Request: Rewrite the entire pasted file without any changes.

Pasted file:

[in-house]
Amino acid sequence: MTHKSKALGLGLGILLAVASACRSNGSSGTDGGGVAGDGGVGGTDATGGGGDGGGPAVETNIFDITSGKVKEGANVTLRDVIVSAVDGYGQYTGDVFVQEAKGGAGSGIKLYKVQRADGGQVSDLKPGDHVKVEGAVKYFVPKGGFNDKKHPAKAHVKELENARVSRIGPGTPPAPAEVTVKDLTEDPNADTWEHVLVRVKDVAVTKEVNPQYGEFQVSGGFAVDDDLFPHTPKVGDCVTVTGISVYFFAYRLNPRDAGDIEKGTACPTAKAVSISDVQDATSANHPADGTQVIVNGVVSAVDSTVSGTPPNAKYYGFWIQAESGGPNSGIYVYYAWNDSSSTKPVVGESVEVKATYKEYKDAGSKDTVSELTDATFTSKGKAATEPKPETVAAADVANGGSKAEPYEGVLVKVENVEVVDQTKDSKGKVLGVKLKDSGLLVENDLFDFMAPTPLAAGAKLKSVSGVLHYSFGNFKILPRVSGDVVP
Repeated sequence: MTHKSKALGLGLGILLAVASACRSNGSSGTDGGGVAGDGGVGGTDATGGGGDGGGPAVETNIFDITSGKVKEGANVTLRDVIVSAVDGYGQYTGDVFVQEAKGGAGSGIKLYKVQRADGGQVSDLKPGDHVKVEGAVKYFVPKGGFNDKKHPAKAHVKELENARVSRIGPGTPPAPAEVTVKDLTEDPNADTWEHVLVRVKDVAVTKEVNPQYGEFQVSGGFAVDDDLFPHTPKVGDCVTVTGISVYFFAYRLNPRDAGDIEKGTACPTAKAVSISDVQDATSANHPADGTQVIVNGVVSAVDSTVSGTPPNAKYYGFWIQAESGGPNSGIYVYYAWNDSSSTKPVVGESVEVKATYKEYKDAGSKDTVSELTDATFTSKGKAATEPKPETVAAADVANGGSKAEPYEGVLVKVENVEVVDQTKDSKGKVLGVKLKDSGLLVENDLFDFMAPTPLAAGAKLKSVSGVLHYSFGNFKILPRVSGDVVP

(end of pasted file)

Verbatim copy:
[in-house]
Amino acid sequence: MTHKSKALGLGLGILLAVASACRSNGSSGTDGGGVAGDGGVGGTDATGGGGDGGGPAVETNIFDITSGKVKEGANVTLRDVIVSAVDGYGQYTGDVFVQEAKGGAGSGIKLYKVQRADGGQVSDLKPGDHVKVEGAVKYFVPKGGFNDKKHPAKAHVKELENARVSRIGPGTPPAPAEVTVKDLTEDPNADTWEHVLVRVKDVAVTKEVNPQYGEFQVSGGFAVDDDLFPHTPKVGDCVTVTGISVYFFAYRLNPRDAGDIEKGTACPTAKAVSISDVQDATSANHPADGTQVIVNGVVSAVDSTVSGTPPNAKYYGFWIQAESGGPNSGIYVYYAWNDSSSTKPVVGESVEVKATYKEYKDAGSKDTVSELTDATFTSKGKAATEPKPETVAAADVANGGSKAEPYEGVLVKVENVEVVDQTKDSKGKVLGVKLKDSGLLVENDLFDFMAPTPLAAGAKLKSVSGVLHYSFGNFKILPRVSGDVVP
Repeated sequence: MTHKSKALGLGLGILLAVASACRSNGSSGTDGGGVAGDGGVGGTDATGGGGDGGGPAVETNIFDITSGKVKEGANVTLRDVIVSAVDGYGQYTGDVFVQEAKGGAGSGIKLYKVQRADGGQVSDLKPGDHVKVEGAVKYFVPKGGFNDKKHPAKAHVKELENARVSRIGPGTPPAPAEVTVKDLTEDPNADTWEHVLVRVKDVAVTKEVNPQYGEFQVSGGFAVDDDLFPHTPKVGDCVTVTGISVYFFAYRLNPRDAGDIEKGTACPTAKAVSISDVQDATSANHPADGTQVIVNGVVSAVDSTVSGTPPNAKYYGFWIQAESGGPNSGIYVYYAWNDSSSTKPVVGESVEVKATYKEYKDAGSKDTVSELTDATFTSKGKAATEPKPETVAAADVANGGSKAEPYEGVLVKVENVEVVDQTKDSKGKVLGVKLKDSGLLVENDLFDFMAPTPLAAGAKLKSVSGVLHYSFGNFKILPRVSGDVVP